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Kenneth Ngo Te vs Rowena Yu Te (G.R. No.

161793) In dissolving the marital bonds on account of either party’s

psychological incapacity, the Court is not demolishing the
FACTS: The parties’ whirlwind relationship lasted more or less foundation of families, but it is actually protecting the sanctity of
six (6) months. They met in January 1996, eloped in March, marriage, because it refuses to allow a person afflicted with a
exchanged marital vows in May, and parted ways in June. psychological disorder, who cannot comply with or assume the
After almost four years, or on January 18, 2000, Edward filed a essential marital obligations, from remaining that sacred bond.
petition before the Regional Trial Court (RTC) Quezon City for Let it be noted that in Art. 36, there is no marriage to speak of
the annulment of his marriage to Rowena on the basis of the in the first place, as the same is void from the very beginning.
latter’s psychological incapacity. The psychologist who
provided expert testimony found both parties psychologically
incapacitated. Petitioner’s behavioral pattern falls under the
classification of dependent personality disorder, and the
respondent’s, that of the narcissistic and antisocial personality

The trial court, on July 30, 2001, rendered its decision

declaring the marriage of the parties null and void on the
ground that both parties were psychologically incapacitated to
comply with the essential marital obligations. On review, the
appellate court reversed and set aside the trial’s court ruling. It
ruled that petitioner failed to prove the psychological incapacity
of respondent, for the clinical psychologist did not personally
examine respondent, and relied only on the information
provided by petitioner. Further, the psychological incapacity
was not shown to be attended by gravity, juridical antecedence
and incurability. In sum, the evidence adduced fell short of the
requirements stated in the Molina case needed for the
declaration of nullity of the marriage under Art. 36 of the Family
Code. Dissatisfied, petitioner filed before the SC the instant
petition for review on certiorari. He posited that the trial court
declared the marriage void, not only because of respondent’s
psychological incapacity, but rather due to both parties’
psychological incapacity. He also pointed out that there is no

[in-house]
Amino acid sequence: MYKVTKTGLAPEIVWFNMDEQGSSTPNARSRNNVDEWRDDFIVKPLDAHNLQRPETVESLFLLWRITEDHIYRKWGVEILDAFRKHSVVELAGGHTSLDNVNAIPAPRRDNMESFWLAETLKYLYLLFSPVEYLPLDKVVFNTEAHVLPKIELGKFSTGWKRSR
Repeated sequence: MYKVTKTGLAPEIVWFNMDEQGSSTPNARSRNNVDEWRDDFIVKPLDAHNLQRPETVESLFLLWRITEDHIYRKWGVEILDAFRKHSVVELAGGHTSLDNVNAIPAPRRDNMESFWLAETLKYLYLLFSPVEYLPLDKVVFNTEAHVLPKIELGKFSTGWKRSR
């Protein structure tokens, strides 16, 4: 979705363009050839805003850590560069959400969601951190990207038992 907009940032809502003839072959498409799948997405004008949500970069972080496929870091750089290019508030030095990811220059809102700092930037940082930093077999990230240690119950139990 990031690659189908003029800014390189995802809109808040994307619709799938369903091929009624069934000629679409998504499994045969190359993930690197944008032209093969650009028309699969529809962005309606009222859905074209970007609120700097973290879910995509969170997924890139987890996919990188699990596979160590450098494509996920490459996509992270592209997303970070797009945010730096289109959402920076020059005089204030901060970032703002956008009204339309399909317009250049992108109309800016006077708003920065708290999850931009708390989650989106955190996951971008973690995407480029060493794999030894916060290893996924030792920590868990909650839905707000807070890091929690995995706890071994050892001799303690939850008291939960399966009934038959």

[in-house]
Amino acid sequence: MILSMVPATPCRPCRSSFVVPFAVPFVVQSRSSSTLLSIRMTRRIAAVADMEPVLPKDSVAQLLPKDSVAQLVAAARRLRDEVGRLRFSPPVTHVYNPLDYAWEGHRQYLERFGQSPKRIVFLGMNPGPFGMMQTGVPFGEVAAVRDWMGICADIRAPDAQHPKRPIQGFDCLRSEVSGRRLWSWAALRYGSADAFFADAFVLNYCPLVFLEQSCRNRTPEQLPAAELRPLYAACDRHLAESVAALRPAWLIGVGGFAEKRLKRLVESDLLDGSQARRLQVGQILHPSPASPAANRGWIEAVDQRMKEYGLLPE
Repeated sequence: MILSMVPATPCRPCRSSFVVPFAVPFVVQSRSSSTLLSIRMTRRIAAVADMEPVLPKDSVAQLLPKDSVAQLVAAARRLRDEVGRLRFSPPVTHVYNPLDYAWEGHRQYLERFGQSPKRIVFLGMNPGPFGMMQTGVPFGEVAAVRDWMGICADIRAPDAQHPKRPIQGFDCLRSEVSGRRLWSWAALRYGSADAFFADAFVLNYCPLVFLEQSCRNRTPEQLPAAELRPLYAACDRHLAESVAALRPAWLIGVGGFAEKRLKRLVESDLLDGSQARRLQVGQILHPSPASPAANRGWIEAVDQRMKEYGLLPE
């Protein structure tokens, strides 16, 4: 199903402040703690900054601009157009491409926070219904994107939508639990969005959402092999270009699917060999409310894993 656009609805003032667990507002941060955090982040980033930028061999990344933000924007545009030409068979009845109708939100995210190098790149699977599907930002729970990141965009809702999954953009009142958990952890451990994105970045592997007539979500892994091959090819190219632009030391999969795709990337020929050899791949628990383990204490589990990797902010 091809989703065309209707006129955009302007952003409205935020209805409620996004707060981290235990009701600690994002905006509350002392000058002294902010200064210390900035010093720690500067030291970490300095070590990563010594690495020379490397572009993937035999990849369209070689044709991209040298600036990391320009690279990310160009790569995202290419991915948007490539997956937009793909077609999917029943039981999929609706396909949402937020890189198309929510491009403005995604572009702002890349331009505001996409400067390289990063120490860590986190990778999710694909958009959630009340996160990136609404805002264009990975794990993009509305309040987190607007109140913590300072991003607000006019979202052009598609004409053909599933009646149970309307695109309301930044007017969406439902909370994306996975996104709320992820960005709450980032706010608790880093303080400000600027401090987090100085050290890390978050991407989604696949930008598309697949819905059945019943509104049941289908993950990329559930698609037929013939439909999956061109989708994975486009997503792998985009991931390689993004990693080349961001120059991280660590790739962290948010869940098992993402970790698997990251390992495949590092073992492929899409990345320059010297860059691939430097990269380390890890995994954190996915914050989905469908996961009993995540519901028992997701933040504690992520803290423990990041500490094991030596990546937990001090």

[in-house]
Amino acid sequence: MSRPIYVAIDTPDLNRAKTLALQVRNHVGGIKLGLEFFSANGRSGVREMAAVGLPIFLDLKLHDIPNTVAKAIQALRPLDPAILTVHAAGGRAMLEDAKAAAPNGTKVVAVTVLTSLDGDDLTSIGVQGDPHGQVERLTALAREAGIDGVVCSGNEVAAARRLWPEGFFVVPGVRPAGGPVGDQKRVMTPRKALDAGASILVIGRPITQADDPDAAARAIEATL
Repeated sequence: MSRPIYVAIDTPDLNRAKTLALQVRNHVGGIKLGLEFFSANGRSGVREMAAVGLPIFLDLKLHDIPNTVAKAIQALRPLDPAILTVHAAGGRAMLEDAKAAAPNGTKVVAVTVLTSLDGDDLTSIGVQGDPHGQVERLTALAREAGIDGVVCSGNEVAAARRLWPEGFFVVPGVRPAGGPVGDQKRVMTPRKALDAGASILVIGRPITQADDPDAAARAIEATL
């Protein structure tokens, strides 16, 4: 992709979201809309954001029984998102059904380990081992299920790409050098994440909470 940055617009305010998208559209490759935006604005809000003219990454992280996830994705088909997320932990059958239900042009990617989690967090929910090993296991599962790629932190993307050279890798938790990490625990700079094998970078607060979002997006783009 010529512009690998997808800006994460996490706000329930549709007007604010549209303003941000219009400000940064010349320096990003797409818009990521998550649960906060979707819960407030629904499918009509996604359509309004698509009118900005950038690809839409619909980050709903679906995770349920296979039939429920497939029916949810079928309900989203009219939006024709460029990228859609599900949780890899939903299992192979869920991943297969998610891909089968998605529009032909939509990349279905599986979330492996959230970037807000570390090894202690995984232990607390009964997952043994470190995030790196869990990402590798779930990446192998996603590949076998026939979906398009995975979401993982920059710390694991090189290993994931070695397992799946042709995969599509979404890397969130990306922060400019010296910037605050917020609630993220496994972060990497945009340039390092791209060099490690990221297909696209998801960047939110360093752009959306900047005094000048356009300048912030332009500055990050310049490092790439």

requirement for the psychologist to personally examine

ISSUE: Whether, based on Article 36 of the Family Code, the

marriage between the parties is null and void?

HELD: The petition for review for certiorari was granted. The
decision of the CA was reversed and set aside, and the
decision of the trial court was reinstated. Both parties afflicted
with grave, severe and incurable psychological incapacity, the
precipitous marriage is, thus, declared null and void. For the
fulfillment of the obligations of marriage depends on the
strength of this interpersonal relationship. A serious incapacity
for interpersonal sharing and support is held to impair the
relationship and consequently, the ability to fulfill the essential
marital obligations.

The root cause of the psychological incapacity must be (a)

medically or clinically identified, (b) alleged in the complaint, (c)
sufficiently proven by experts and (d) clearly explained in the
decision. Article 36 of the Family Code requires that the
incapacity must be psychological – not physical, although its
manifestations and/or symptoms may be physical.
Quimiguing vs Icao Geluz vs CA
TITLE: Quimiguing vs Icao TITLE: Geluz vs CA


Carmen Quimiguing, the petitioner, and Felix Icao, the Nita Villanueva, the wife of Oscar lazo, respondent, came to
defendant, were neighbors in Dapitan City and had close and know Antonio Geluz, the petitioner and physician, through her
confidential relations. Despite the fact that Icao was married, aunt Paula Yambot. Nita became pregnant some time in 1950
he succeeded to have carnal intercourse with plaintiff several before she and Oscar were legally married. As advised by her
times under force and intimidation and without her consent. As aunt and to conceal it from her parents, she decided to have it
a result, Carmen became pregnant despite drugs supplied by aborted by Geluz. She had her pregnancy aborted again on
defendant and as a consequence, Carmen stopped studying. October 1953 since she found it inconvenient as she was
Plaintiff claimed for support at P120 per month, damages and employed at COMELEC. After two years, on February 21,
attorney’s fees. The complaint was dismissed by the lower 1955, she again became pregnant and was accompanied by